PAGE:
|View North across the River Clyde toward Dumbarton Castle|
In Saga, Artgal can do the following things for your faction.....
Replacing your standard Warlord for one point, as a vindictive King, he generates three Saga dice to persecute his enemies with.
He is determined and resilient which passes off to those in his faction. To represent this, his troops in melee cannot have their fatigue removed to increase the enemy armour until their own armour has been reduced first. If the unit only has one fatigue, it isn't going to help the enemy armour!
The movement of Artgal and any of his mounted Hearthguard is increased by a distance of "S" (4 inches) regardless of terrain or of any fatigue used against it.
Artgal can, once per turn, take off two Fatigues and call in an off-table unit. That unit is subject to the conditions of the "Flanking Manoeuvre" ability but does not use any dice on the Battleboard. Basically, Artgal could if needed bring two units from off-table by also using the standard "Flanking Manoeuvre". Very nice indeed.
There you have it in a nutshell, one very useful individual.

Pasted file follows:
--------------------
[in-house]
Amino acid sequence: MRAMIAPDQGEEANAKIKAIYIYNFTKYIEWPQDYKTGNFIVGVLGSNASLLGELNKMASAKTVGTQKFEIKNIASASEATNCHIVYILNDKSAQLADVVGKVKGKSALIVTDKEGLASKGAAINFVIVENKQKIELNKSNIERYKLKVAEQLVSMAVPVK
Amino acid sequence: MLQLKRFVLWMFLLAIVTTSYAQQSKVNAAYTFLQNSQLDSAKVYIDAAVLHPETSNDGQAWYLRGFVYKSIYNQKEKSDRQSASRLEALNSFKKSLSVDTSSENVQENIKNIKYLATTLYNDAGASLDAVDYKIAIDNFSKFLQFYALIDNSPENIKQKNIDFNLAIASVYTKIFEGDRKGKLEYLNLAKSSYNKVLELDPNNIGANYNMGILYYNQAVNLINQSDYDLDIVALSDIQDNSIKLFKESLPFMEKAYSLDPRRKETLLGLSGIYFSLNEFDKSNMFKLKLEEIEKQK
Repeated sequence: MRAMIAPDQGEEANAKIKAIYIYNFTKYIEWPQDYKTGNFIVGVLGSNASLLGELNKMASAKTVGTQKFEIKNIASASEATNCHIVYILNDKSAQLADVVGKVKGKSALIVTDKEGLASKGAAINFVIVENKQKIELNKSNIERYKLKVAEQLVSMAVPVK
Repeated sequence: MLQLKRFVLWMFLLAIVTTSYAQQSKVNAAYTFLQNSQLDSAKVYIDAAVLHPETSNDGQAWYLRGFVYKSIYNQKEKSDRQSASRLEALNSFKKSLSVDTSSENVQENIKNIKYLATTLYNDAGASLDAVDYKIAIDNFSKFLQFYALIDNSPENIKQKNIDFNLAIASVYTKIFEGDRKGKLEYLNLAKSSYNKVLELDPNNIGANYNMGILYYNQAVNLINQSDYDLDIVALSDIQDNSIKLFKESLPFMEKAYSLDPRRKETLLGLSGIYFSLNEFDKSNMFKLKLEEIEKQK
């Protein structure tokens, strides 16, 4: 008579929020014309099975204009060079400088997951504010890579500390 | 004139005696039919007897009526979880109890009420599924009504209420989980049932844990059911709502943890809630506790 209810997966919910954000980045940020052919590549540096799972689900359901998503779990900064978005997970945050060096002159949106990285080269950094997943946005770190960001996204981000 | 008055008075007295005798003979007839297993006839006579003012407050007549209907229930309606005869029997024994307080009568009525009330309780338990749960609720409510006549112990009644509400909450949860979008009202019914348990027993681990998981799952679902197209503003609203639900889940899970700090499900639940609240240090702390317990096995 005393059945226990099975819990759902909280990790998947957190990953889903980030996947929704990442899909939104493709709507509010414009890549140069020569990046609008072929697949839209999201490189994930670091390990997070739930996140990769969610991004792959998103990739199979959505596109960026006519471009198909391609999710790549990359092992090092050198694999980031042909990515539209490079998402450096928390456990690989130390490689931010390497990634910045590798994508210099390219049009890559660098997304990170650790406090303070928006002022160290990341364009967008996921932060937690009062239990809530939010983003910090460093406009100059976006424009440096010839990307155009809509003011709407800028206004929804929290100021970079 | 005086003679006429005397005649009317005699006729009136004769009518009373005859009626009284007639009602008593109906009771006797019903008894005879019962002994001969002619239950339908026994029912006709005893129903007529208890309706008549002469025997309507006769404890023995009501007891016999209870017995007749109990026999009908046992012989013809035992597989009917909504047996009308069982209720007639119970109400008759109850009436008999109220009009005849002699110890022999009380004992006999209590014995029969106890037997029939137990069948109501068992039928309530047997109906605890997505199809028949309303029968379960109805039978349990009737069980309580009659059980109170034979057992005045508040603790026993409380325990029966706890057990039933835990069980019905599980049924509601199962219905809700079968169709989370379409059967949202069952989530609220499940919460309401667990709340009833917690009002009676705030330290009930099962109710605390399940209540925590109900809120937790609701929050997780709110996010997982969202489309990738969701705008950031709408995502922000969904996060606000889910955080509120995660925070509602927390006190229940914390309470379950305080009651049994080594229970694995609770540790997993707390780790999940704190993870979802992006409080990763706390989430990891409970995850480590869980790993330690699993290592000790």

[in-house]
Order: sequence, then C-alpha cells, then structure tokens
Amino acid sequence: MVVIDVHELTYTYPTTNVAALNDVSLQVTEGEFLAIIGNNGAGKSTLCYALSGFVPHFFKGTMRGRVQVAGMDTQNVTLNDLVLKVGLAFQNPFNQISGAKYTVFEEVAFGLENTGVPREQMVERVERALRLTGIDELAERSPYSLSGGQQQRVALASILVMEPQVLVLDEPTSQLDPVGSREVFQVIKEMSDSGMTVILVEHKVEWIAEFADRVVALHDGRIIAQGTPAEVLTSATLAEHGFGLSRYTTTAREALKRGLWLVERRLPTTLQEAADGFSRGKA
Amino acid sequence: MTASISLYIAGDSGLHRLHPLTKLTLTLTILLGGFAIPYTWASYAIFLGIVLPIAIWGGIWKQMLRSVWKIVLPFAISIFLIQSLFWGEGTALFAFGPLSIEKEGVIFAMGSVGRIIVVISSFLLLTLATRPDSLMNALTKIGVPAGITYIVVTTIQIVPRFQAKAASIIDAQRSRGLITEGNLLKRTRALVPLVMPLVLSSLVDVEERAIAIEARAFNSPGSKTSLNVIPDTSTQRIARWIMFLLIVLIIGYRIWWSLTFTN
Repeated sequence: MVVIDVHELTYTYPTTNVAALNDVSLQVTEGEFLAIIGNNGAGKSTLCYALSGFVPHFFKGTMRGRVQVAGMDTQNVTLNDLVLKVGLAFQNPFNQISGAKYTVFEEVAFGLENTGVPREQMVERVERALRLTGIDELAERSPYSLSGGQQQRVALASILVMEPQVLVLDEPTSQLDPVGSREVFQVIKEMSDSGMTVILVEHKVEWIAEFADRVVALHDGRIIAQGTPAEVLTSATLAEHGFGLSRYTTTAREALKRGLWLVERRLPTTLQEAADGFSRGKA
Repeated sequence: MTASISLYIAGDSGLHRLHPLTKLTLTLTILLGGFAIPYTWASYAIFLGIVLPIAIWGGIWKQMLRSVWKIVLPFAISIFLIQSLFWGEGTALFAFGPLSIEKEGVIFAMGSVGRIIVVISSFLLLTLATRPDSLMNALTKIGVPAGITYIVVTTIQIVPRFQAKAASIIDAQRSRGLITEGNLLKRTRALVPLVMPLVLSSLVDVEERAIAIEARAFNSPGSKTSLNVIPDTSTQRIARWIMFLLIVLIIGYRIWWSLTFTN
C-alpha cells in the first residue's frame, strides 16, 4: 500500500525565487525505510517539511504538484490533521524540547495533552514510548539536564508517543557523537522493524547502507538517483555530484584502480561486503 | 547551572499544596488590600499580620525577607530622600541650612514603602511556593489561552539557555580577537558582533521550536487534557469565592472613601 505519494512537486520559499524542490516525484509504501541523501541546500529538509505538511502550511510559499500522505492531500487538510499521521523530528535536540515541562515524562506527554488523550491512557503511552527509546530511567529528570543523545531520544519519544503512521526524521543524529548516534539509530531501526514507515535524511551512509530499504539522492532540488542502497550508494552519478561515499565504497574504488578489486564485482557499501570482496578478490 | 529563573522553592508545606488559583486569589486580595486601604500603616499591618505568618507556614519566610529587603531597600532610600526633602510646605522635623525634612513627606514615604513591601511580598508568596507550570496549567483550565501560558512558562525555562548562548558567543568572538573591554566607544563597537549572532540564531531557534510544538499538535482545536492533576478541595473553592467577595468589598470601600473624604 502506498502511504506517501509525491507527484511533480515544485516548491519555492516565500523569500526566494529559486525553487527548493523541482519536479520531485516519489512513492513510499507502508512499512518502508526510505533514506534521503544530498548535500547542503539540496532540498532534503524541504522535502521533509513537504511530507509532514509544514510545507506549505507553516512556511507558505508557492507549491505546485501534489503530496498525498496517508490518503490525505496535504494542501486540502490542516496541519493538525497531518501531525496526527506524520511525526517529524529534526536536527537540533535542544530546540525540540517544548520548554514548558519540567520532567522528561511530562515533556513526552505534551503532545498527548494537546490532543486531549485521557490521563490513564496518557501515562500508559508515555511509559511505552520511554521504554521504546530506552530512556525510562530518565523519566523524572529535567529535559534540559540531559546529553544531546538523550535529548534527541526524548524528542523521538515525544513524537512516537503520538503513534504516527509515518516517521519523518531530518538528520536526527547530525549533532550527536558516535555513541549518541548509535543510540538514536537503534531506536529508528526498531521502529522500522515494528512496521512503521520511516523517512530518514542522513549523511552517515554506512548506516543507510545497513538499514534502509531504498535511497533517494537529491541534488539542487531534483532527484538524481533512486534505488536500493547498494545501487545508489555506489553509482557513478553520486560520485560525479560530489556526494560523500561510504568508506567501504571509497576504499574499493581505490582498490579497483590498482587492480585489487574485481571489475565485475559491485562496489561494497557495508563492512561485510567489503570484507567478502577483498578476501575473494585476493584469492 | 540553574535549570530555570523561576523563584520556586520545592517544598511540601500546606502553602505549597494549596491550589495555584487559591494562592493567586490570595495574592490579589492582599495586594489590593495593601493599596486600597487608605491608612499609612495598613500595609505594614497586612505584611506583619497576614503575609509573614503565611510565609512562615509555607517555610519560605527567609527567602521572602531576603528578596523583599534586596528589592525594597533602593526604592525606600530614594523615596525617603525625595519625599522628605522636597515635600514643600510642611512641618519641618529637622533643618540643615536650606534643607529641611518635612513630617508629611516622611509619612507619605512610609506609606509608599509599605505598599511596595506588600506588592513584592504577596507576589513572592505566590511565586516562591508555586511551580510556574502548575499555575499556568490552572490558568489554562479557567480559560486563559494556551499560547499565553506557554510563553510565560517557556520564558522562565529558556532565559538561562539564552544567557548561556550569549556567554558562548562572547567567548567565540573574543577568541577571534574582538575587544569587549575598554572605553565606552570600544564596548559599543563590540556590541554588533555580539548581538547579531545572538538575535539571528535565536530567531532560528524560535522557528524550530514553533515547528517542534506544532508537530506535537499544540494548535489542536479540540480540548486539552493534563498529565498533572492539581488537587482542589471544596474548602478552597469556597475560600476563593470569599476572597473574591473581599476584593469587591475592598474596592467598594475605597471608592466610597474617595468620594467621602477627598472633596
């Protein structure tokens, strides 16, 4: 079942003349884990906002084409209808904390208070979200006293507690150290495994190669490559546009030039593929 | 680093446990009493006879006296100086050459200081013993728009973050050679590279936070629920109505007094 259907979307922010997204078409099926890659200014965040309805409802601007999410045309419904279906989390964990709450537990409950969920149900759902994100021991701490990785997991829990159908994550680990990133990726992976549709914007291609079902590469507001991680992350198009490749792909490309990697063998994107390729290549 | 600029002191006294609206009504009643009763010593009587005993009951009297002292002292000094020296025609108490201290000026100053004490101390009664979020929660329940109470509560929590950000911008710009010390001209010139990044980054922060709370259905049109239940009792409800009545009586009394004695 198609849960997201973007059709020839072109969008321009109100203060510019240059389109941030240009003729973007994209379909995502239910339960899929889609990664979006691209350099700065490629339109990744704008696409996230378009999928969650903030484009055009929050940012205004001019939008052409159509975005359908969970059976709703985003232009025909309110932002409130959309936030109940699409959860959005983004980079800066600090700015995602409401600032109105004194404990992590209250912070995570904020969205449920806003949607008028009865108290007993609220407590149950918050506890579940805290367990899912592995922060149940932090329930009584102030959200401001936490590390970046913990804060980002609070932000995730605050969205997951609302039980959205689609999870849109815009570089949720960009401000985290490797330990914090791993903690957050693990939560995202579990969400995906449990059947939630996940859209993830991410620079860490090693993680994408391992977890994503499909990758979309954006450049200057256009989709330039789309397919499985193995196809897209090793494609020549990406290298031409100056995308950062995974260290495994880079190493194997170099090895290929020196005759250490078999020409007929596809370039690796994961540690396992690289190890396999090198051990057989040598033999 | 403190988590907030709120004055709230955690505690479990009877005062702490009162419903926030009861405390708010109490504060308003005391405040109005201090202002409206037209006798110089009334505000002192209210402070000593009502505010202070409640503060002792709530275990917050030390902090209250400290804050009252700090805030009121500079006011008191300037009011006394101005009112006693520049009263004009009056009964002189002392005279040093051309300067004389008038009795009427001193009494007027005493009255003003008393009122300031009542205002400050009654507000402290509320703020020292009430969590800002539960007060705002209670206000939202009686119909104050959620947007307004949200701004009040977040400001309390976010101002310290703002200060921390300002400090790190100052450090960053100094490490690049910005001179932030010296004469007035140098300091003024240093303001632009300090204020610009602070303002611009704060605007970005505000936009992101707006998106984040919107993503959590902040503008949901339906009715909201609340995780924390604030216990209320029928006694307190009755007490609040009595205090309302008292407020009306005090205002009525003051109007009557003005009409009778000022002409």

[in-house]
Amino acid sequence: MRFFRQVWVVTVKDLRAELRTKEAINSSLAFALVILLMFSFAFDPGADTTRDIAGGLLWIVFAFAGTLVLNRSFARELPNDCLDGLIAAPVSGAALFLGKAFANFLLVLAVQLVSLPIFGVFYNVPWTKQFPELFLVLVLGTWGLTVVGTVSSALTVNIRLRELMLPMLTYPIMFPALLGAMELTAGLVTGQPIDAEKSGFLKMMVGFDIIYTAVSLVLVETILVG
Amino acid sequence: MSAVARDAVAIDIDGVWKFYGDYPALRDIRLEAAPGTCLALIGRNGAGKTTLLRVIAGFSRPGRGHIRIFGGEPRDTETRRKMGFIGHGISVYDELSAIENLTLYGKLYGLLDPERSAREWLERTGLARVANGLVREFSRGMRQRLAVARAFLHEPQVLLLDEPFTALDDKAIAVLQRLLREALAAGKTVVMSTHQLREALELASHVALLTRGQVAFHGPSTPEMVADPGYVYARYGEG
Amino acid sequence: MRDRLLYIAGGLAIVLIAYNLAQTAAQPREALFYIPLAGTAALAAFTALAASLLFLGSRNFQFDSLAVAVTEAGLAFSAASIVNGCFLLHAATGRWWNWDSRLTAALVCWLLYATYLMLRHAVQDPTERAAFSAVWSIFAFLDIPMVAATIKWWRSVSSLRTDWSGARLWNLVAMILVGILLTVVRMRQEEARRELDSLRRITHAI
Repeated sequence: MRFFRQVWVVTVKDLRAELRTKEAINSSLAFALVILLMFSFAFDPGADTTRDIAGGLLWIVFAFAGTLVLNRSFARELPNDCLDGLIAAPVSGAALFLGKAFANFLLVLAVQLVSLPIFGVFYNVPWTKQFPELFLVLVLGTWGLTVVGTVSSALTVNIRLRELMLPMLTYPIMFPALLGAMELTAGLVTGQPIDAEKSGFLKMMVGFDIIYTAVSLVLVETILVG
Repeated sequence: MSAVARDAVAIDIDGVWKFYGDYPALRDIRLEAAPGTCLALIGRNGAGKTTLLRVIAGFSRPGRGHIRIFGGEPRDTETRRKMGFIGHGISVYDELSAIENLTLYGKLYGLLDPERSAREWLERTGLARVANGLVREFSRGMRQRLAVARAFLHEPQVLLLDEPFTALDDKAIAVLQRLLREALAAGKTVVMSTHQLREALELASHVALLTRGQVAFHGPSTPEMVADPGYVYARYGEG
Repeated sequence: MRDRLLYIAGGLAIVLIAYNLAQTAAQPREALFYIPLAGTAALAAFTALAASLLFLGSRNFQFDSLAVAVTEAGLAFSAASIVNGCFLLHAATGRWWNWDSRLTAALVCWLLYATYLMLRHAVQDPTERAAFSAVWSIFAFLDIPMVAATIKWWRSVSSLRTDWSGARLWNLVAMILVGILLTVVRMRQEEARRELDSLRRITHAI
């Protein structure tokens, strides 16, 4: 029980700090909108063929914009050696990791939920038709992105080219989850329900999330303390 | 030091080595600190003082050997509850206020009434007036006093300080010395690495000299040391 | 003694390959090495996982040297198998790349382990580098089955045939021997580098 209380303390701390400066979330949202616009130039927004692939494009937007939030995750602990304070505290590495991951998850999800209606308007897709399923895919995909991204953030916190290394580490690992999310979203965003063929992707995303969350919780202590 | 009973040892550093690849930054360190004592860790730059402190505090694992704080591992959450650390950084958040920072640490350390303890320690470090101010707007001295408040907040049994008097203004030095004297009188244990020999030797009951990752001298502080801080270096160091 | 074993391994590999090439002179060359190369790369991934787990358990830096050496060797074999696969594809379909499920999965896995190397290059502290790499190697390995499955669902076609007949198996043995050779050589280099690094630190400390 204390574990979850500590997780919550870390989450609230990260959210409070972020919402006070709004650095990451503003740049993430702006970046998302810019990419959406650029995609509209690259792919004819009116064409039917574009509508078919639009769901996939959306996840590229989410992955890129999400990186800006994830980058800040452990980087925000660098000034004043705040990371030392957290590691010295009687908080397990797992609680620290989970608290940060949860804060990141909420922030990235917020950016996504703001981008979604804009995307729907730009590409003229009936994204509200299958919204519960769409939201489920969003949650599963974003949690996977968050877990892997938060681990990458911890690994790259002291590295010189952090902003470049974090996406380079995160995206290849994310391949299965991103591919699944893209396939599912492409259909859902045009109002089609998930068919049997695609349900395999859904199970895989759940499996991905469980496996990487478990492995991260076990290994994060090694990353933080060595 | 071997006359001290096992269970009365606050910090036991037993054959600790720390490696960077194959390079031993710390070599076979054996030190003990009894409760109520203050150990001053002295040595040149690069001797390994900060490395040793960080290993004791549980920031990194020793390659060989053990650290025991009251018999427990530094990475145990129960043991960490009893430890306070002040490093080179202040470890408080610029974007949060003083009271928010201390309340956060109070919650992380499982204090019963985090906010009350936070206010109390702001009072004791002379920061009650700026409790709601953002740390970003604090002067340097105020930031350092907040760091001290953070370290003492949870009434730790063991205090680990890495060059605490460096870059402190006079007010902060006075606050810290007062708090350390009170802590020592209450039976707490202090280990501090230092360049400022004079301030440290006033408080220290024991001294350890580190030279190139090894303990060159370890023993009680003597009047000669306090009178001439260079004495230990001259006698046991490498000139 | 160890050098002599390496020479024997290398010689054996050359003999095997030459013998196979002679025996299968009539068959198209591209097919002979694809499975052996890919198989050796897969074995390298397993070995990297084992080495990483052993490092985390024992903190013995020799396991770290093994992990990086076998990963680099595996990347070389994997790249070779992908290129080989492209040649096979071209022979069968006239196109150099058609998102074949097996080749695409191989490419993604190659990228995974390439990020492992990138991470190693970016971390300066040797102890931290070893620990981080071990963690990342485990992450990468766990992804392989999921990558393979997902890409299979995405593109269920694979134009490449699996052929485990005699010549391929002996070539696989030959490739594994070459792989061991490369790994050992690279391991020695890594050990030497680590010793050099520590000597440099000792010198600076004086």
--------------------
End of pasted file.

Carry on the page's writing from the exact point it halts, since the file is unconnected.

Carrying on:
So, who was this person who can generate so much goodness in your Saga faction? Firstly, Alt Clut was literally the "Clyde Rock", a piece of basalt volcanic rock standing some 73 metres high next to a major river. Naturally, it became fortified and occupied by the strategically important Dumbarton Castle. The area around Alt Clut being known as the Kingdom of Strathclyde from about the fifth century onward. Artgal was believed to be the first actual King of Alt Clut and the Strathclyde region, somewhere in the mid to late 800's. His son Rhun married a daughter of the King of Alba, Kenneth MacAlpin.
Artgal led a struggle against the Scots and as part of this attacked their fortress at Dunblane. Later on though, the Kingdoms of Alba and Strathclyde joined forces against a common enemy, the Norse from Hibernia (Ireland). In return, the Dublin based Norse spent four months sieging Alt Clut itself at which point it was sacked and Artgal was taken prisoner. He was taken to Ireland and imprisoned. At some point in 872 AD he was presumed put to death, possibly with the consent of Constantine I, thus ending his reign. His son Rhun became the next King of Alt Clut.
Artgal may not have had the longest life or happiest end, but it seems clear he lived very much as a Warlord in nature and as such, in my opinion, made a very good candidate for a Saga Hero of the Viking Age.